Everyone knows that to grow a business you have to delegate. But it’s hard. Here’s why. Most of what you do (and want to delegate) is knowledge work. Peter Drucker coined the term Knowledge Worker to mean someone who works in information or who develops knowledge in the work place. This makes it distinct from physical work.
Physical work is easy to quantify qualify and thus easy to delegate. If I delegate the task of painting a room to you, your only question would be “what color”? It will be obvious when you started, how far along you are by the end of the day and if you did a good job or not. Without me having to spell out the details.
If you ask me to negotiate a contract with one of our suppliers, or develop a marketing plan, or research the competition, none of those things are obvious. What level of detail is required? When am I finished? How do we determine when I’m missing something critical and when I’m missing something that doesn’t matter? What constitutes a good job?
So here’s what usually happens.
Scenario 1. You give me the task of negotiating the contract. I spend so much time getting your input on this, that, and the other thing, that between the two of us we spend twice as much time as we should. Next time you just do it yourself.
Scenario 2. You give me the task of negotiating the contract. You’re too busy to give me any input, or I want to show you how good a job I can do so I figure it out all by myself. If I luck out, and do it to your liking, you think I’m wonderful and lament that you can’t find other employees like me. You give me all the contracts to negotiate and I can’t ever move up in the firm because you can’t replace me.
Scenario 2a. Perhaps I don’t do it to your liking. Perhaps I negotiate a really bad contract and you spend more time fixing it or solving the problems the bad deal has caused. Next time you just do it yourself.
Scenario 3. You give me the task of negotiating the contract. But you check in with me so often and ask about every little detail that I can’t get any work done. You are frustrated by lack of progress. Between the two of us we spend three times as much time as we should. Next time you just do it yourself.
Is it any wonder that Entrepreneurs find employees the most frustrating part of running their companies? (Customers are in second place.)
What’s the underlying cause of this problem?
The real cause is communication. With the task “Paint the room” that simple sentence communicates very clearly what is to be done. The phrase “Negotiate the contract” is not nearly as clear. So the delegator (that’s you) has to figure out what exactly you want done. Supreme Court Justice Potter Stewart defined hard core pornography by saying in a judicial opinion “I know it when I see it” While that may have been good enough for the Supreme Court, it’ doesn’t cut it when you try to delegate knowledge work.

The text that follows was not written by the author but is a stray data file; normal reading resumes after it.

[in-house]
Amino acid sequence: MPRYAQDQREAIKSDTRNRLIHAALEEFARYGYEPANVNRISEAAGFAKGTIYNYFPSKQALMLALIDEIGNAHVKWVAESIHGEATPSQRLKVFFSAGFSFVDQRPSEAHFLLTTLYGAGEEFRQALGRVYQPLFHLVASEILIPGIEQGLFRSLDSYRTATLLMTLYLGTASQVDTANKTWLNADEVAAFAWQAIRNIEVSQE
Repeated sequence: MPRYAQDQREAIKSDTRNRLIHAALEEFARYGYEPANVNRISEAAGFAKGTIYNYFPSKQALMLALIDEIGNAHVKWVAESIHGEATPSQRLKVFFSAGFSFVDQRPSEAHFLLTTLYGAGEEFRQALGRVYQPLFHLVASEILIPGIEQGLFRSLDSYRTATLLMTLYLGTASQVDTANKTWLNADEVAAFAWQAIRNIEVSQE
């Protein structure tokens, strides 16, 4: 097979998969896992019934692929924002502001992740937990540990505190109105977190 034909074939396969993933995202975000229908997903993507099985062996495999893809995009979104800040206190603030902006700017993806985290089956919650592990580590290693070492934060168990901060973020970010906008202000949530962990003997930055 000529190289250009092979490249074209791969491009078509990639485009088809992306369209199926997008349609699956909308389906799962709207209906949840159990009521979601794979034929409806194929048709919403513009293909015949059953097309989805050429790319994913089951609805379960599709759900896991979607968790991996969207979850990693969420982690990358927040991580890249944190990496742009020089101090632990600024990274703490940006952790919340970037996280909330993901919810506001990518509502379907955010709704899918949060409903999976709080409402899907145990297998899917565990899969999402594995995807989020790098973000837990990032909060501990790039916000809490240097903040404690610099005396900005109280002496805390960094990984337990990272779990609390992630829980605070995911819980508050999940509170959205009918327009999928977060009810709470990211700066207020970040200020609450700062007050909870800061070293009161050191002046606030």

Here’s a solution. Assume you are delegating some task to me. You have to commit it to paper (OK electrons – but you have to write it down). Writing makes your thought much clearer or at least makes it obvious when they’re imprecise or contradictory. You can write it down – or you can explain yourself and ask me to write down what I thought you said. Yes it will take more time to assign a task that way. But you’ll save so much more time in the execution it will be worth it. If it’s not worth that little bit of extra time, then the task it probably not worth doing at all.
Write it down in the following format.
[Note: the process doesn't have to be autocratic. We can discuss any of these points, you can defer to my opinion or insist on your or we can meet half way. The point is the delegation is not complete until these points are well defined.]
The first two questions will almost always cause you to refine what you’re really delegating. The third question will make you clarify what you mean by success. It will make it easier for me to know if I’m doing the right thing without your constant involvement. The forth question will free me up to work at my own pace and still meet your deadlines. But you must play fair and not follow up before you said you would. That’s micro-management.
If I’m unfamiliar with a task, or you’re unfamiliar with my ability to do that task, I recommend a 10-50-90 follow up schedule. That means schedule the first follow up when you expect 10% of the job to be finished. For a task you expect to be finished in a day, the first follow up would be in an hour. If the task is expected to take a week, follow up in half a day. The purpose of this first follow up is to see if I understood the assignment (or if you communicated it clearly). If 10% of the job is not done by then, youâ€™ve caught the trouble in plenty of time.
Schedule the 2nd follow up when you expect 50% of the job to be done. The purpose of this follow up is to see if the pace of the job is appropriate. Sometimes people take too long because they are working to too deep a level of detail, or perhaps they didnâ€™t give it a high enough priority. A check at this point will alert you to any problems of speed.
The third follow up â€“ at 90% completion is to catch any last minute snafus while there is still a bit of time left to help.
[tags] small business, management, CEO skills, delegation, how to delegate [/tags]